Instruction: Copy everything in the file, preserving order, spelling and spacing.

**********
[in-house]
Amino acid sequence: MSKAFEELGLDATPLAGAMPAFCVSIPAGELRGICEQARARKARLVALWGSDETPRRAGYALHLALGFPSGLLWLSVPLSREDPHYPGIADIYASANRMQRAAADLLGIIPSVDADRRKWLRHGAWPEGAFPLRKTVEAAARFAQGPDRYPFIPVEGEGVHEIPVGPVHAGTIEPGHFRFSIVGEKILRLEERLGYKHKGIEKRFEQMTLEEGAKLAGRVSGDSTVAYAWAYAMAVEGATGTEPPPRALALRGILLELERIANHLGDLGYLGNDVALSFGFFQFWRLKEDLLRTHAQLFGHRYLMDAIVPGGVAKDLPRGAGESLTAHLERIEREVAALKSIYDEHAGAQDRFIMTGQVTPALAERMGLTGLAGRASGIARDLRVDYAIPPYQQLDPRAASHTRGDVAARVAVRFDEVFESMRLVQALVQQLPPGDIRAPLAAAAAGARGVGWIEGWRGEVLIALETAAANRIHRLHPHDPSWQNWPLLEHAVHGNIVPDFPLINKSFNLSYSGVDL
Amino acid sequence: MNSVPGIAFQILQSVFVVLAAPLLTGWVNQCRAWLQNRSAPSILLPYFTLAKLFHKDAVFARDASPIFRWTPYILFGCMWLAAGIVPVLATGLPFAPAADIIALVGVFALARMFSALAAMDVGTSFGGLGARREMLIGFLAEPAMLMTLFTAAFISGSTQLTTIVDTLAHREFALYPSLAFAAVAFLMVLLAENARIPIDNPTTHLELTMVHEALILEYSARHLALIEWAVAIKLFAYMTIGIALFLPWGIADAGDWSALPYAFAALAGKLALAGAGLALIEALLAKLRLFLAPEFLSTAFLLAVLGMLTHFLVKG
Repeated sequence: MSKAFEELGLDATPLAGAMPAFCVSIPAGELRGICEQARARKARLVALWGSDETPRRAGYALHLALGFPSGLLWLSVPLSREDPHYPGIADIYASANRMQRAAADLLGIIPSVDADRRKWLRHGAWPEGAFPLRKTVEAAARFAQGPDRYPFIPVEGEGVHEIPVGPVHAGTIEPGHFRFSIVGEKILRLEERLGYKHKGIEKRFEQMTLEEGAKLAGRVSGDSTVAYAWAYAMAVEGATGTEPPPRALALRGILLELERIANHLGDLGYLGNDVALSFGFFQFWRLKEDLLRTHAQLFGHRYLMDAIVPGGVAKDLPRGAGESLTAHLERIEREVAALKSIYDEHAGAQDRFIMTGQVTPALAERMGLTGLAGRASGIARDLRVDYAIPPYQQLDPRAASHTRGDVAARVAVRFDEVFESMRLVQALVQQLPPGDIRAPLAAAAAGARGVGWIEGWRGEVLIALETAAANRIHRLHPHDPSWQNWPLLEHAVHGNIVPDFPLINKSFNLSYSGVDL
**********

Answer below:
[in-house]
Amino acid sequence: MSKAFEELGLDATPLAGAMPAFCVSIPAGELRGICEQARARKARLVALWGSDETPRRAGYALHLALGFPSGLLWLSVPLSREDPHYPGIADIYASANRMQRAAADLLGIIPSVDADRRKWLRHGAWPEGAFPLRKTVEAAARFAQGPDRYPFIPVEGEGVHEIPVGPVHAGTIEPGHFRFSIVGEKILRLEERLGYKHKGIEKRFEQMTLEEGAKLAGRVSGDSTVAYAWAYAMAVEGATGTEPPPRALALRGILLELERIANHLGDLGYLGNDVALSFGFFQFWRLKEDLLRTHAQLFGHRYLMDAIVPGGVAKDLPRGAGESLTAHLERIEREVAALKSIYDEHAGAQDRFIMTGQVTPALAERMGLTGLAGRASGIARDLRVDYAIPPYQQLDPRAASHTRGDVAARVAVRFDEVFESMRLVQALVQQLPPGDIRAPLAAAAAGARGVGWIEGWRGEVLIALETAAANRIHRLHPHDPSWQNWPLLEHAVHGNIVPDFPLINKSFNLSYSGVDL
Amino acid sequence: MNSVPGIAFQILQSVFVVLAAPLLTGWVNQCRAWLQNRSAPSILLPYFTLAKLFHKDAVFARDASPIFRWTPYILFGCMWLAAGIVPVLATGLPFAPAADIIALVGVFALARMFSALAAMDVGTSFGGLGARREMLIGFLAEPAMLMTLFTAAFISGSTQLTTIVDTLAHREFALYPSLAFAAVAFLMVLLAENARIPIDNPTTHLELTMVHEALILEYSARHLALIEWAVAIKLFAYMTIGIALFLPWGIADAGDWSALPYAFAALAGKLALAGAGLALIEALLAKLRLFLAPEFLSTAFLLAVLGMLTHFLVKG
Repeated sequence: MSKAFEELGLDATPLAGAMPAFCVSIPAGELRGICEQARARKARLVALWGSDETPRRAGYALHLALGFPSGLLWLSVPLSREDPHYPGIADIYASANRMQRAAADLLGIIPSVDADRRKWLRHGAWPEGAFPLRKTVEAAARFAQGPDRYPFIPVEGEGVHEIPVGPVHAGTIEPGHFRFSIVGEKILRLEERLGYKHKGIEKRFEQMTLEEGAKLAGRVSGDSTVAYAWAYAMAVEGATGTEPPPRALALRGILLELERIANHLGDLGYLGNDVALSFGFFQFWRLKEDLLRTHAQLFGHRYLMDAIVPGGVAKDLPRGAGESLTAHLERIEREVAALKSIYDEHAGAQDRFIMTGQVTPALAERMGLTGLAGRASGIARDLRVDYAIPPYQQLDPRAASHTRGDVAARVAVRFDEVFESMRLVQALVQQLPPGDIRAPLAAAAAGARGVGWIEGWRGEVLIALETAAANRIHRLHPHDPSWQNWPLLEHAVHGNIVPDFPLINKSFNLSYSGVDL